In response to the initial complaint from Rep. Michelle Ugenti-Rita, Shooter alleged she had made inappropriate remarks in a public hearing and had an inappropriate workplace relationship.

The Associated Press contributed to this report. 

We want to hear from you.

Have a story idea or tip? Pass it along to the KTAR News team here.

Arizona News

(Twitter Photo/Doug Ducey)...
Danny Shapiro

Ducey says Biden administration ‘does not care’ about border safety as Yuma crossings surge

Arizona Gov. Doug Ducey blasted the Biden administration Tuesday during a visit to the border in Yuma, where officials say crossings are surging.
17 hours ago
(Phoenix Fire Department photo)...

Fire at Phoenix scrap yard sends smoke billowing for miles

A fire inside a Phoenix scrap yard Tuesday afternoon had smoke visible for miles.
17 hours ago
Jessica Wittner, left, and Christina Birch, right (NASA Photos)...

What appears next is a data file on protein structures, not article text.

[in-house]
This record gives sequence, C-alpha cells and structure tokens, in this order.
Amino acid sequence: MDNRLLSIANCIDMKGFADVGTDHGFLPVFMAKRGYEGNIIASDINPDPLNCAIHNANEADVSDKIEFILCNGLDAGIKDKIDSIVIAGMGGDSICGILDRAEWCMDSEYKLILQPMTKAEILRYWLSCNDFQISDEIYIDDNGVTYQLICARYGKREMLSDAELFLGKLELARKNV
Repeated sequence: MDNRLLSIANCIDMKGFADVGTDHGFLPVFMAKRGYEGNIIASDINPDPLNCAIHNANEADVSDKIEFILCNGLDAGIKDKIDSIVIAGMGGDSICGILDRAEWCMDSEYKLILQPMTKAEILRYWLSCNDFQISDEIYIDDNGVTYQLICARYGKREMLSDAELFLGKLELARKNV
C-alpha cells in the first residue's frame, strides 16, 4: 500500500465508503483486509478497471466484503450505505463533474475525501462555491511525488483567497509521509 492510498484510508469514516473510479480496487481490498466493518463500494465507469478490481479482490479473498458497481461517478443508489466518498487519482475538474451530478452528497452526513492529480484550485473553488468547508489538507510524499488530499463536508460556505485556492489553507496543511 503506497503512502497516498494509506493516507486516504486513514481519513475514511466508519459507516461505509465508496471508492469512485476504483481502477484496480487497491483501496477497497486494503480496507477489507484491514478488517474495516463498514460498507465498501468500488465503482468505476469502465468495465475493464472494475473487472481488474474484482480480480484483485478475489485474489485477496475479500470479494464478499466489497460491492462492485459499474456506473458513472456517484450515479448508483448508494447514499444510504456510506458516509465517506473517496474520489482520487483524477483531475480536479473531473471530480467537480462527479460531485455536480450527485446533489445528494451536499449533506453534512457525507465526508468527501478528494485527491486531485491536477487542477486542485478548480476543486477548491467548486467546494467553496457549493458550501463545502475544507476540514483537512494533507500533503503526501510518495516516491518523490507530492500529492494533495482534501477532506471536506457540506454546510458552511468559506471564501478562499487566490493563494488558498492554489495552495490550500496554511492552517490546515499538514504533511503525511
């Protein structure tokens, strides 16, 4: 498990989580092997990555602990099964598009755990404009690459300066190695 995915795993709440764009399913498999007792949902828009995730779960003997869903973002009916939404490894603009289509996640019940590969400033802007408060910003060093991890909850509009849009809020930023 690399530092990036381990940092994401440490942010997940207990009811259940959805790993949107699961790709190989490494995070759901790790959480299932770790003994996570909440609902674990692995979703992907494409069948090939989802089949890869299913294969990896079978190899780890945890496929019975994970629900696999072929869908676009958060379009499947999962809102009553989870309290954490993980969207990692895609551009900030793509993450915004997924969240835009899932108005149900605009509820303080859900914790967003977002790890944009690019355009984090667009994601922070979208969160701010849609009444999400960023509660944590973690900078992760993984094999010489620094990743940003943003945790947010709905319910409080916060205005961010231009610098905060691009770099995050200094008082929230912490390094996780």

2 UArizona graduates selected to be NASA astronaut recruits for future missions

Two University of Arizona graduates were selected from more than 12,000 applicants to be part of the next class of NASA astronaut recruits for future missions.
17 hours ago
(File photo by Jon Cherry/Getty Images)...

Phoenix pauses COVID-19 vaccine mandate for city employees after federal court ruling

The city of Phoenix announced Tuesday it will pause the requirement that city employees be vaccinated against COVID-19 following a federal court ruling temporarily blocking a requirement for all federal contract workers to get the shot.
17 hours ago
An Arizona Department of Transportation worker puts the finishing touches on a Pearl Harbor Memoria...